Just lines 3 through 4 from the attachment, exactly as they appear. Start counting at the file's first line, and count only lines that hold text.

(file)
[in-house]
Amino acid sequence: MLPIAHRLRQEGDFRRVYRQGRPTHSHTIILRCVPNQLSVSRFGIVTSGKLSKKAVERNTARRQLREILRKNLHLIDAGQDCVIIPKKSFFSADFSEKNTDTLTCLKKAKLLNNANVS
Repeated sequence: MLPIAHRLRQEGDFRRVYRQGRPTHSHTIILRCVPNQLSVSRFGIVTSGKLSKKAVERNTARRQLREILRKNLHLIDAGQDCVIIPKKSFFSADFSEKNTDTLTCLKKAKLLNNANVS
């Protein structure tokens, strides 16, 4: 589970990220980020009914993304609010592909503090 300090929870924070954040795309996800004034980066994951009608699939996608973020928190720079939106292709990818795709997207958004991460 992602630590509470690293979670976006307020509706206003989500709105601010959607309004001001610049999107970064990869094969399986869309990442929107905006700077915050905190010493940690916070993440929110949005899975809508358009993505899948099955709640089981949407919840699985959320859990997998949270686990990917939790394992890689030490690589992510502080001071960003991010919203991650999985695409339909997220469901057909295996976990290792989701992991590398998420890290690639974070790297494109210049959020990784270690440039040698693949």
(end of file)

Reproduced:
Repeated sequence: MLPIAHRLRQEGDFRRVYRQGRPTHSHTIILRCVPNQLSVSRFGIVTSGKLSKKAVERNTARRQLREILRKNLHLIDAGQDCVIIPKKSFFSADFSEKNTDTLTCLKKAKLLNNANVS
């Protein structure tokens, strides 16, 4: 589970990220980020009914993304609010592909503090 300090929870924070954040795309996800004034980066994951009608699939996608973020928190720079939106292709990818795709997207958004991460 992602630590509470690293979670976006307020509706206003989500709105601010959607309004001001610049999107970064990869094969399986869309990442929107905006700077915050905190010493940690916070993440929110949005899975809508358009993505899948099955709640089981949407919840699985959320859990997998949270686990990917939790394992890689030490690589992510502080001071960003991010919203991650999985695409339909997220469901057909295996976990290792989701992991590398998420890290690639974070790297494109210049959020990784270690440039040698693949």